EUGLOREH project
THE STATUS OF HEALTH IN THE EUROPEAN UNION:
TOWARDS A HEALTHIER EUROPE

FULL REPORT

PART II - HEALTH CONDITIONS

5. HEALTH IMPACTS OF NON COMMUNICABLE DISEASES AND RELATED TIME-TRENDS

5.8. Chronic obstructive pulmonary disease

5.8.6. Future developments

Links:  Standard Highlighted

Link to concordances are always highlighted on mouse hover

5.8.6. Future developments

 

Higher standards of COPD care and studies on the effectiveness of current prevention, education, medication and rehabilitation need to be established.

 

Caregivers and patients need to be guided towards the most efficient and effective ways to manage this disease. Further studies on the influence of genetic factors, exacerbations, comorbidities, natural history, deaths and costs are necessary to contrast the increasing health and economic burden of COPD.

 

Some new broncodilators, inhaled steroids and selective phosphodiesterase 4 inhibitors are in the late phases of clinical trials. New evidence is being acquired on the effectiveness on symptoms and mortality rate of non invasive mechanical ventilation.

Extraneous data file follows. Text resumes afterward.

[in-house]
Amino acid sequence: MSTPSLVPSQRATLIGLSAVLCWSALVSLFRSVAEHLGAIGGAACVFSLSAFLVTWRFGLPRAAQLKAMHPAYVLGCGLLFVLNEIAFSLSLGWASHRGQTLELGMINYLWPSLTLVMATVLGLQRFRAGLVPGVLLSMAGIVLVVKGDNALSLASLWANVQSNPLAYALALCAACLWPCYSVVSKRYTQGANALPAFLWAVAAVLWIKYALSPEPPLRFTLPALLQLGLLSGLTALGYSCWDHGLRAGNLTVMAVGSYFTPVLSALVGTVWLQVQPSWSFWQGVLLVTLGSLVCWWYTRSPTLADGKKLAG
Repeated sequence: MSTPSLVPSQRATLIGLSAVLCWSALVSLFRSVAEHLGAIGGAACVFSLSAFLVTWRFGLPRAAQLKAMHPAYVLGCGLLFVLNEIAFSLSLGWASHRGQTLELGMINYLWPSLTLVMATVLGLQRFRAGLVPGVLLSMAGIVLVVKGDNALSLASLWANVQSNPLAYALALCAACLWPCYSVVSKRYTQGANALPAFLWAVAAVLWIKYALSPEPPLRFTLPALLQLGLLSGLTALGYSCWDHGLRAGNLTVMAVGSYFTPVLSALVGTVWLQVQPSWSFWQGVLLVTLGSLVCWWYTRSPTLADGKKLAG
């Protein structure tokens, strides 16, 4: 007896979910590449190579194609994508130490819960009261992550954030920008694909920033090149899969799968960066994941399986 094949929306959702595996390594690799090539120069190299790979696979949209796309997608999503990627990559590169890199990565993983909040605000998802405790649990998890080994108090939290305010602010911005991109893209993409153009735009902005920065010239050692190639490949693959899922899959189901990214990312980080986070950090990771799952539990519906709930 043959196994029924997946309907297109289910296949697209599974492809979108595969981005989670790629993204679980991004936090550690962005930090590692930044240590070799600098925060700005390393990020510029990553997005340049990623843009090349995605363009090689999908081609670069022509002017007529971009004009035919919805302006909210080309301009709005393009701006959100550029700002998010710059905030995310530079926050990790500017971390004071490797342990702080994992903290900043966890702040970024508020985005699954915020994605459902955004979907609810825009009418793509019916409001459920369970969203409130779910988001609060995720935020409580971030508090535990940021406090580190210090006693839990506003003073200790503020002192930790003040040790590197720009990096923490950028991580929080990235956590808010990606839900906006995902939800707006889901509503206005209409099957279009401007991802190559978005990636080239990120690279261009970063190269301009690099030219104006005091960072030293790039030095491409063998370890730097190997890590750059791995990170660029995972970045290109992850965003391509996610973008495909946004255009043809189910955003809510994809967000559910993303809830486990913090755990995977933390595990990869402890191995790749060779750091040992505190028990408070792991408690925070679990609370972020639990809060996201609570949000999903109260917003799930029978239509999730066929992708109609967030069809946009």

New sophisticated technologies including telecare systems and stand-alone electronic devices capable of supporting older people at home have been widely advertised although larger studies are still needed (Horton, 2008).

 

Moreover, some aspects of COPD health care should also be also taken into consideration.

 

The use of telecare aimed at helping older people to remain independent at home, reduce hospital admissions and improve the quality of life should be implemented in COPD patients.

 

Previous studies have documented similar levels of end-of-life symptom burden for lung cancer and chronic obstructive pulmonary disease (COPD) patients, yet there has been little comparison of health care utilization during this period. Goodridge et al (2008) showed that in the last 12 months of life, decedents with COPD were more likely to be institutionalized in a long term care setting (41% vs. 12.5%, p<0.05) and to receive long-term home care (26% vs 9.7%, p<0.05), but were much less likely to receive palliative care in hospital (47.6% vs 5.1%, p<0.001) or at home (37.4% vs 2.8%, p<0.05) than people with lung cancer. Patients with COPD generally have limited access to enriched resources available through palliative care programs, partially due to the difficulty in prognosis. The development of new and more responsive models of end-of-life care for this population will be contingent upon understanding current patterns of health care utilization.